#5 - Of Mice And Men by John Steinbeck
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Considering the economic turmoil of recent years, I thought this book was a fitting choice. Most of the architects that I know tend to agree that architects are dramatically affected by the state of the economy, more so than most professions. One of the backdrops to this book is that the workers in the story are portrayed as victims of the great depression, therefore forced to travel from place to place where they can find work. This, however, is not the lesson for architects. On the contrary, I believe that the state of the economy is a poor excuse for employment woes in any profession, but I digress.
Of Mice And Men is relevant to architects because of the unlikely meeting of characters with particular strengths and weaknesses. Four characters are of particular interest. Lenny is a mentally handicapped man, but in contrast to his challenged intellect has enormous physical strength. Lenny has few cares in the world, but loves touching soft things. He is also a devoted friend to George. George is a smart and witty character who is best friends with Lenny and looks after him. George's strength is with people. He is both a leader and a visionary. He sees the larger picture and helps lead his friends to the promise of a better tomorrow as homesteaders. Candy is an older handyman that lost his hand in an accident years prior. He fears that his age will eventually make him useless and he'll lose his job without anyone to care for him. He's willing to invest his life savings with the others to remedy his situation. Crooks is an African-American ranch-hand that is segregated from everyone on the ranch because of his skin color. Crooks wishes to come with the three men to their homestead and hoe the garden and lead a more fulfilling life. All of these characters have skills and attributes that compliment the others in pursuit of their dream, yet they all ultimately suffer from the same conditions of loneliness and fear for the future. What they find together is a solution to their struggles that none of them can remedy individually.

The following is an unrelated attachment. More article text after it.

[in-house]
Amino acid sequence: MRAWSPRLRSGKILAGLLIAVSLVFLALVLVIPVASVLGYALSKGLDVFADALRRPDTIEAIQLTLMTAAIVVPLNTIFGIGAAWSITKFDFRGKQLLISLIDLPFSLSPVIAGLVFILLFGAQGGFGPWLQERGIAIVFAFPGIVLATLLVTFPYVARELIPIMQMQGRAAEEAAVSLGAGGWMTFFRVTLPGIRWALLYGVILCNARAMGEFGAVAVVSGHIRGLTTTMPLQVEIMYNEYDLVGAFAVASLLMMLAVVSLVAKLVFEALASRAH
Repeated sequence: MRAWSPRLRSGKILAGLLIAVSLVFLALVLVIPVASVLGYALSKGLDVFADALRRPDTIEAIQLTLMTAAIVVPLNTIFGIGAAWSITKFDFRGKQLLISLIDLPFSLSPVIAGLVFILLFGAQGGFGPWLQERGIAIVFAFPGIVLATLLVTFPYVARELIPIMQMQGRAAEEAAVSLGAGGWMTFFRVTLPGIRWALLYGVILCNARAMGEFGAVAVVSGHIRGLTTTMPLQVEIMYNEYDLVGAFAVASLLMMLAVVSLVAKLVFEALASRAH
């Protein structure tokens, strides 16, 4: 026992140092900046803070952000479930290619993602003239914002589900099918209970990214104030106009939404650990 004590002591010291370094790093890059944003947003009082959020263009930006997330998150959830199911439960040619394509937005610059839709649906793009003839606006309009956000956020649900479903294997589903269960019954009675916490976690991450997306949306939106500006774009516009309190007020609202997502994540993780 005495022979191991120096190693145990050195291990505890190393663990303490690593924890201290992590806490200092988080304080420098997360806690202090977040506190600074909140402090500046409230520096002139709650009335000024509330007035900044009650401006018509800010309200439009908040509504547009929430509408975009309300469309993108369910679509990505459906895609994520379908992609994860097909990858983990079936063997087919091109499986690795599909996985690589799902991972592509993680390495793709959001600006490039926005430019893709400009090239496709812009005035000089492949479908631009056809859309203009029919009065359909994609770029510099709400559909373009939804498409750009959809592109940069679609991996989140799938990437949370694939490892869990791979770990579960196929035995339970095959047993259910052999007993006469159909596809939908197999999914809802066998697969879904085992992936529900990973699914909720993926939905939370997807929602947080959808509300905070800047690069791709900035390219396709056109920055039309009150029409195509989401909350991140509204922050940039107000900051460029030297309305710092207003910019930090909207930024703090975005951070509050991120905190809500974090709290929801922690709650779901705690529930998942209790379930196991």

This is the lesson for architects; architects need each other. Although we all (mostly) carry the same title, we all bring different skills to the table and have diverse backgrounds. I remember showing up to orientation for graduate school and having every background from physics and economics to philosophy and art history; not many in architecture. Individually we had huge deficiencies, but as we went through our studio each of our skills contributed to solving the design problems we faced. The workplace is really no different. You have people with technical, graphic, sales, marketing, concepting, programing, writing and numerous other skills necessary to practice architecture. Thus the more we depend on each other's strengths, the more successful (and efficient) we all become.
If you look at the Frank Gehry's, the Zaha Hadid's and the Daniel Libeskind's of the world, you'll notice they all have a sizable support staff helping them assemble their projects. I heard Frank Gehry concede that he probably couldn't even work without a team at this point in his career because he has learned to lean so heavily upon them. Successful people see their own shortcomings and seek those that are strong where they are weak. No architect is an island.